The number of scientists who broke ethical requirement rules in their work with pharmaceutical companies was greater than previously thought, according to an internal review conducted by the National Institutes of Health.

Last year, the House Energy and Commerce Committee identified 81 scientists hired by drug companies between 1999 and 2004 whose consulting agreements were not declared. The agreements reported by drugmaker Pfizer ranged from a minimum of $500 to a maximum of $517,000 over the five-year period, and typically involved several thousand dollars per scientist. Once notified of the discrepancies between NIH and drug company records, the NIH launched an internal review of the 81 individual scientists. Forty-four scientists were found to have violated one or more of three existing NIH rules – reporting the income, taking personal leave to do private work, and seeking prior approval for the arrangements. Thirty-six of the scientists are still employed at NIH and have been referred for possible disciplinary action – and nine of them have also been referred to the HHS Office of Inspector General for investigation of possible criminal violations. Thirty-seven scientists were cleared.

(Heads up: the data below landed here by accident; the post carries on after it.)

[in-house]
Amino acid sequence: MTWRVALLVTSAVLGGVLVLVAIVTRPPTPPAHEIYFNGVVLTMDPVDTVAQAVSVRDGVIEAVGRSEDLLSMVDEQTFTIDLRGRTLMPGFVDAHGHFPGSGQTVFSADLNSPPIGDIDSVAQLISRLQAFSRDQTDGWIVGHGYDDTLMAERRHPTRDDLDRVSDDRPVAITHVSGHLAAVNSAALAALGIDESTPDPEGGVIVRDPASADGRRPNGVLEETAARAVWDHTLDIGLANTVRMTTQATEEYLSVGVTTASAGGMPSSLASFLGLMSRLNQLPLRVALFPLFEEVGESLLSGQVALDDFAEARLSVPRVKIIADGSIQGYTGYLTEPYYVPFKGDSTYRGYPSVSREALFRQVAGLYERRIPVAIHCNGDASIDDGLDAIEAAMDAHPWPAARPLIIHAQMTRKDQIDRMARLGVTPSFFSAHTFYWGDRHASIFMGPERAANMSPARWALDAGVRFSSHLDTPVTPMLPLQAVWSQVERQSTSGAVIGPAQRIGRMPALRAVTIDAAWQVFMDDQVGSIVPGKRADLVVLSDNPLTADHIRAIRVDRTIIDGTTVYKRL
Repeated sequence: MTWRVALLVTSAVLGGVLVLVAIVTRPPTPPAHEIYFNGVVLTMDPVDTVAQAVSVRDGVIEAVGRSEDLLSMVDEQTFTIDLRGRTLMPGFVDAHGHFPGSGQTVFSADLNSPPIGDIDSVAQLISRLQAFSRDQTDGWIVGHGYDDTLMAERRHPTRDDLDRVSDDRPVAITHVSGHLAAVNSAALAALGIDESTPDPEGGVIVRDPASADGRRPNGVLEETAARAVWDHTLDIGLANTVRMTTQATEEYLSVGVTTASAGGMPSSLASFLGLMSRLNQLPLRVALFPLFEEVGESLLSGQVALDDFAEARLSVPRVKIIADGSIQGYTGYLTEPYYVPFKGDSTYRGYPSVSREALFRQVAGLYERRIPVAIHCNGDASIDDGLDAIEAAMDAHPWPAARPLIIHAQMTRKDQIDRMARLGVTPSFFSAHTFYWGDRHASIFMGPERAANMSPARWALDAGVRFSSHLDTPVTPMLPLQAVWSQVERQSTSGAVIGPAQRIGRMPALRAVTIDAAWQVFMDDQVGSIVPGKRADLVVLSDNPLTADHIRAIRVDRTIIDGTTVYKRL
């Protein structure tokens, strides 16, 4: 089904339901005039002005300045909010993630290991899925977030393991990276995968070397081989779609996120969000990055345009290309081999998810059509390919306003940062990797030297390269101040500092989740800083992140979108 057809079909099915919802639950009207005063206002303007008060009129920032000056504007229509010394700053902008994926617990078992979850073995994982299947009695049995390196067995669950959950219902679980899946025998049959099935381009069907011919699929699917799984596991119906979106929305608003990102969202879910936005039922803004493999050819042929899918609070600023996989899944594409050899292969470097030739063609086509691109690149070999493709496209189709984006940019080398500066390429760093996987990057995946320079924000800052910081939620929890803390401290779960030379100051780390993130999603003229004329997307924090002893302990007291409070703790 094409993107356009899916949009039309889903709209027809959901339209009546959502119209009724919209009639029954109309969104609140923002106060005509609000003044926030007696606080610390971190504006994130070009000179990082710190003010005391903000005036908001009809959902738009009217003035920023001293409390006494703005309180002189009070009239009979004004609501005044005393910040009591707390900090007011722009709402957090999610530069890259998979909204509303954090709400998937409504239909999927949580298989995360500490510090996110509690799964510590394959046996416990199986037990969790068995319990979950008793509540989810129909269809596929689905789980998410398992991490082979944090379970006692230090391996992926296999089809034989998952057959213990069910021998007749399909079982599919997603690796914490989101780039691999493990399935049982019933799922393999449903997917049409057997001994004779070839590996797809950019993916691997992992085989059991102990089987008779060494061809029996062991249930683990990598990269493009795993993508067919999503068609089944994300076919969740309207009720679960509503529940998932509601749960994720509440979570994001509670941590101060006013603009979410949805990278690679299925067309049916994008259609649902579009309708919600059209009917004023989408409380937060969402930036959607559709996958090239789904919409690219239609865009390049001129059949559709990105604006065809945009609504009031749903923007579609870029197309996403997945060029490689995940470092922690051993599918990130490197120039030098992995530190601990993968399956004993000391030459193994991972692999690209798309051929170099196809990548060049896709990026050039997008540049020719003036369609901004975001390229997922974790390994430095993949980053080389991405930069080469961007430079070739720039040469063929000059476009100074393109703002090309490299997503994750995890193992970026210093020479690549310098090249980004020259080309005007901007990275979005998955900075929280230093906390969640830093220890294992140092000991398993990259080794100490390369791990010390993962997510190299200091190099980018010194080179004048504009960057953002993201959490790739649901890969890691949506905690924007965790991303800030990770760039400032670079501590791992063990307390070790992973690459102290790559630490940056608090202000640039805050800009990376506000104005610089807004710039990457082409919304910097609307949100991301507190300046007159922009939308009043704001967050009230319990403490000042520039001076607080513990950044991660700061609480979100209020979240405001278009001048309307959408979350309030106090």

US representatives Joe Barton, chairman of the Committee on Energy and Commerce, and John Dingell commended NIH director, Elias Zerhouni, for ongoing efforts to adopt a more stringent ethics policy [[19/04/05f]], but renewed calls for Congress to approve revised rules “to uphold proper ethical standards.”